Formula One teams have welcomed the announcement of a Grand Prix in Azerbaijan in 2016, following Russia's debut later this year, but warned on Friday that the sport must keep the balance between old and new.
Azad Rahimov, Azerbaijan's minister for youth and sport, said in a statement that a contract had been signed for Baku to host Formula One for the first time with a 'Grand Prix of Europe'.
No specific date for the race or details of the length of the deal were given.
"The deal to bring Formula One racing to Baku is a very significant new chapter in our ongoing success to attract the world's largest sporting events to our country," he said.
Oil-rich Azerbaijan is already due to host the inaugural European Games next year, after failed bids for the 2016 and 2020 Summer Olympics.
Formula One's 83-year-old commercial supremo Bernie Ecclestone said in May that an agreement had been signed for a street race in the Azeri capital, on the shores of the Caspian sea, next year.
The decision to go for 2016 instead gives him more room to manoeuvre in an already crowded calendar, with 19 races this season and Mexico due to return in 2015 after agreeing a five-year deal this week.
Anything more than 20 would require the agreement of all 11 teams, and there is also the risk that some of the European races that pay less in hosting fees or whose circuits need refurbishing could be dropped.
Last Sunday's German Grand Prix at Hockenheim drew a crowd of just 52,000 - despite Mercedes leading the championship with German driver Nico Rosberg and Red Bull having four times champion Sebastian Vettel.
Ecclestone has suggested Monza, the temple of Italian motorsport, may not have its contract extended beyond 2016 while Spa - a driver and fan favourite - in Belgium has been dropped in the past.
"It's all about balance, about keeping the historical events and also bringing new events," said Red Bull principal Christian Horner. "Of course Monza is a very popular race on the calendar and hopefully it will be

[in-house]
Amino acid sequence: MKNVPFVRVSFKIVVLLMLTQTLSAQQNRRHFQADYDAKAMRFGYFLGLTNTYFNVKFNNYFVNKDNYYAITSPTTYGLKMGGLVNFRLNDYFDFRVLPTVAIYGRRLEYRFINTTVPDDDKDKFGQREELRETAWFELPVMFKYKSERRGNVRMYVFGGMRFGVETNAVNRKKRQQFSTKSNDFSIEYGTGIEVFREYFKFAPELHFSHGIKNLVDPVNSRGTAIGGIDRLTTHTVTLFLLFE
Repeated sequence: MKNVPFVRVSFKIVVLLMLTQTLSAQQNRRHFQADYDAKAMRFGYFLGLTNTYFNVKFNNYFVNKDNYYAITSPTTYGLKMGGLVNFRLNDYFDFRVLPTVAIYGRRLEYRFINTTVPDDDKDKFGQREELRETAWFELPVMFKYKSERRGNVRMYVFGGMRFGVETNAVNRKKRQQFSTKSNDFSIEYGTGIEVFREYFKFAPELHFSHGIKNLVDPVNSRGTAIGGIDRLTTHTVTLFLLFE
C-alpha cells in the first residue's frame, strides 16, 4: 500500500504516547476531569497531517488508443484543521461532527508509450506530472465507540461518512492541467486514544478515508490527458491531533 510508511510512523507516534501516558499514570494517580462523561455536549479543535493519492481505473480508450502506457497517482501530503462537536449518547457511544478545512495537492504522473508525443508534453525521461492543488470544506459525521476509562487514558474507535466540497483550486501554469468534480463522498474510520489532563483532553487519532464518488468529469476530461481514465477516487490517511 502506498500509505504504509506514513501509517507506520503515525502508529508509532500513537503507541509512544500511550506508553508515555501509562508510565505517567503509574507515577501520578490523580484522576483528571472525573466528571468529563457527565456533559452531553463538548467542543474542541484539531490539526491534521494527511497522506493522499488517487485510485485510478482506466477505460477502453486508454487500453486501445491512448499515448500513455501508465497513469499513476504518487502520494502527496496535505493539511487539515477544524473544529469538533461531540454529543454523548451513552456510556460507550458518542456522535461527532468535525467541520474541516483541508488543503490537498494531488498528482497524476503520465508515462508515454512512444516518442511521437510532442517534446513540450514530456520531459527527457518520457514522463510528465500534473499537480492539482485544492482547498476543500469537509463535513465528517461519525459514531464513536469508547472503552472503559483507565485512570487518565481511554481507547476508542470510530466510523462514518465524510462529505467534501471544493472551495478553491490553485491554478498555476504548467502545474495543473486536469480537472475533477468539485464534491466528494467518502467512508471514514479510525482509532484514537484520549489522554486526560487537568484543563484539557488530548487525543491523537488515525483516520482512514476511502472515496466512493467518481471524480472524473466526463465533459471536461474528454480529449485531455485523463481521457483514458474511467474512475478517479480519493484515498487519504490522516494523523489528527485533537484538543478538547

"Azerbaijan is an exciting new venue, a new country to be visiting. Of course there’s only so many races we can accommodate in a year," added Horner.
"I think it’s very healthy for Formula One to have such competition for these places on the calendar. It’s great news for the teams, the sport and will be of great interest."
Force India owner Vijay Mallya told reporters that the more Formula One spread around the world, the better it is for the sport, teams and sponsors.
"That’s one of the reasons I keep nagging Bernie and trying to persuade him that India must come back," he added, referring to a race dropped from this year's calendar and with no return scheduled.
Russia is due to make its debut this year, despite the crisis in Ukraine, with a street race around the 2014 Winter Olympic Park in Sochi. Austria returned last month after an 11-year absence.
A street race in New Jersey remains a possibility, although plans have twice foundered.
Ecclestone said last year that he had no doubt Formula One would be racing in New Jersey in 2015 but more recent reports have suggested 2016 at the earliest, with many sceptical about that date as well.
Baku could ultimately be paired with Sochi, just as Mexico is likely to be back-to-back with the US Grand Prix in Austin, Texas, towards the end of next year.
The European Grand Prix designation is a floating one that was most recently used for a race in Valencia, Spain, in 2012.
It has been attached previously to Grands Prix held at Germany's Nuerburgring, the British circuits of Brands Hatch and Donington Park, and Jerez in Spain.
Rahimov said the design and layout of the Baku circuit had yet to be finalised but the start/finish, main grandstand and pit were likely to be in the city's Azadliq Square. The track will also feature local landmarks.
"We are very happy that Baku has joined the Formula One family. This will be a street race, which will pass through interesting and picturesque parts of Baku. The event will meet the current Formula One criteria," said Ecclestone.